At Aberdeen one nurse became convinced that there were in fact two bullets in Mr MacRae's head. She says that all the staff were sworn to secrecy about his condition. So it was not until two years later that she revealed her belief in the '2 bullet theory' to her MP, who for the nurse's protection, kept quiet about the story until she had left the area and the profession. When he did reveal it a goodly number of the theatre staff came forward to "rubbish" her; she was inexperienced they said; she could not have told; the one bullet did enormous damage etc etc. The question remains, bearing in mind the photographs of paramilitary kneecappings in northern Ireland which used to regularly appear in the press, could it really have been so difficult for "nurse 2 bullets" to have seen the truth. The answer to Mr McLean's "biggest mystery of all" is that the lawyer-politician William MacRae (nationalist and internationalist) was denied an inquiry by Peter Fraser (conservative and unionist).
Lord Peter's Whimsy
When Mr MacRae died Mr Peter Fraser was MP for East Angus and Mearns and served in Mrs Thatcher's government as Solicitor General for Scotland, the number two at the Crown Office. We know that he approached SNP leaders, asking them not to insist upon an inquiry. One of these was Mr Billy Wolfe who was possibly the one Nationalist who got on well with Willie's family. In due season he returned from talking with them and brought back the desired answer that they too wanted no inquiry. At the next election Mr Fraser lost his seat but propelled by a handbag of renown landed instead on the red plush benches of the House of Lords as Lord Fraser of Carmyllie and Her Majesties Advocate (otherwise known as the Lord Advocate). You may have heard of him recently in connection with the expense of the Scottish parliament building. Among the grounds for his appointment to chair that inquiry was that "he was always very good with public inquiries".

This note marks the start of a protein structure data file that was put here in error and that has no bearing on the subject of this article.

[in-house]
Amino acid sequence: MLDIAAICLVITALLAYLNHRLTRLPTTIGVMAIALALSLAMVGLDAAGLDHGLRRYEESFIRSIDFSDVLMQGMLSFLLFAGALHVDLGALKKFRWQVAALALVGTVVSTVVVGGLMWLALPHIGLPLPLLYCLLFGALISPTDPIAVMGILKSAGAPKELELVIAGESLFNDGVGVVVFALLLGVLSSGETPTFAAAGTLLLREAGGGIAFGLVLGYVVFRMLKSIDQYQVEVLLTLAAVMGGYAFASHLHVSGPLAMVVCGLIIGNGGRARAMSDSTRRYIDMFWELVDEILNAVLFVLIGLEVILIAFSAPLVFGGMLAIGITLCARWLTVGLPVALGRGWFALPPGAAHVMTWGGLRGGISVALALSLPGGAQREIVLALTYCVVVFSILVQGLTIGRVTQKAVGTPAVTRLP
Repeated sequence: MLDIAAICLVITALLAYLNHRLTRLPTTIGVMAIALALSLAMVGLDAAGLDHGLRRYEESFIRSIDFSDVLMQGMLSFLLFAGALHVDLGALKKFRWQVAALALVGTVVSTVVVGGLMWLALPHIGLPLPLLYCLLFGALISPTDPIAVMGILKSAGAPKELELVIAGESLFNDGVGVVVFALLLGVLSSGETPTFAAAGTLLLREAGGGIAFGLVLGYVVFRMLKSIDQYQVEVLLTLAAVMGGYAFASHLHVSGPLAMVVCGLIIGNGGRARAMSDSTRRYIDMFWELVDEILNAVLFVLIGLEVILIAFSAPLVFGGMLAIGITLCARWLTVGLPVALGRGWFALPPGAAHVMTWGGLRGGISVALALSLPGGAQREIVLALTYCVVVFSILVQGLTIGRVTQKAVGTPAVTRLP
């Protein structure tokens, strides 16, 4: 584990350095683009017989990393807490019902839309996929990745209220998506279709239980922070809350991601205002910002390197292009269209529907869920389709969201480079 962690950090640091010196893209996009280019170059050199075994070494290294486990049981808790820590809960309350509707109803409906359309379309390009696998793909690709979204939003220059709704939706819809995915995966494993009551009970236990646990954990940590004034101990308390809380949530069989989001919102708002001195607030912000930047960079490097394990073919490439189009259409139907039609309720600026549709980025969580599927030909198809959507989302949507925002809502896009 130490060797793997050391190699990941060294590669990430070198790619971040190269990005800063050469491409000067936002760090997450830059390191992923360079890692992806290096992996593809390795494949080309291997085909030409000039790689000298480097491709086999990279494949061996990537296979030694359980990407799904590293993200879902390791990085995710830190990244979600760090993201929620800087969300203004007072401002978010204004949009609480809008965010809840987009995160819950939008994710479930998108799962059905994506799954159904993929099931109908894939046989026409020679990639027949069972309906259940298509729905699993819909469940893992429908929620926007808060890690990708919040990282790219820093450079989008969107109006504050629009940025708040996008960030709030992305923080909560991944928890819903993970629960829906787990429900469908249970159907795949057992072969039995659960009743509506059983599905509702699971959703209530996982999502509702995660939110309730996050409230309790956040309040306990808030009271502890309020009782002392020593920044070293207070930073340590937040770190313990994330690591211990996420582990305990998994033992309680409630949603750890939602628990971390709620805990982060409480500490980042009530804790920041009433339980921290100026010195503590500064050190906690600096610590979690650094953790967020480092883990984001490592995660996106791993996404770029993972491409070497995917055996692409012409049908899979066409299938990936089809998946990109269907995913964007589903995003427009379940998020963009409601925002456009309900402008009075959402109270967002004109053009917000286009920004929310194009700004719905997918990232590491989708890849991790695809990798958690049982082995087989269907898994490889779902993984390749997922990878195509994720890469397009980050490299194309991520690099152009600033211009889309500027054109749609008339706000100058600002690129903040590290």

Under Scots Law no Sheriffs Inquiry into a mysterious death like Willie MacRaes can be held without the say-so of the Lord Advocate. And the Lord Advocate for many years said no, contenting himself with ex-cathedra announcements about the certainty of MacRae's suicide whenever new evidence seemed to emerge. Meanwhile the cry of "no suspicious circumstances" bequeathed to us by the late Mr Aitchison would ring through the hallowed halls of the Crown Office on all occasions. In 1990 Lord Peter declared that there was an "irresistible inference" from all the facts and circumstances that Mr MacRae took his own life. A couple of years further on the policeman who had attended Willies finding and who more than 24 hours later found Willie MacRae's gun spoke up in the / / press. Mr Crawford is no longer a policeman but his words are of considerable interest. The present state of the game is that Lord Fraser declares Willie MacRae's gun to have been found "below the car door" at the "cairn site".
The Old Bill by the Stream
Mr Crawford appeared some time later to say in effect "oh no it wasn't". Whereupon 16 MPs of nearly all denominations signed an "Early Day Motion" requesting a Public Inquiry into the death of Willie MacRae. For the gun it seems, though Mr MacRaes, was found as Mr Crawford alleges, too far from the car for him to have thrown it after shooting himself. This chimes with Mr Coutts seeing in 1985 a police photograph with one cross at a considerable distance from all others - and this he was told was the gun. As for the SNP, the executive changed its mind in favour of an inquiry.' Madame Eccose' conducted an 'unofficial' one but could not find "as she had hoped" that Willie killed himself.
At the Willie MacRae commemoration before the 1997 general election a neighbour, friend and one time election agent of Willie MacRae said that he supposed that we would have to wait until there was a Scottish parliament until we got a public inquiry into W death. I recall that many of us thought he was being unduly pessimistic. We do ask the public petitions committee to consider our request for this long overdue inquiry. As for whoever else may have killed Willie MacRae we will be happy to voice our suspicions at a proper inquiry.
(This article orginally appeared in the SWR in 2005. Dave Leadbetter was also involved with the Willie MacRae Society)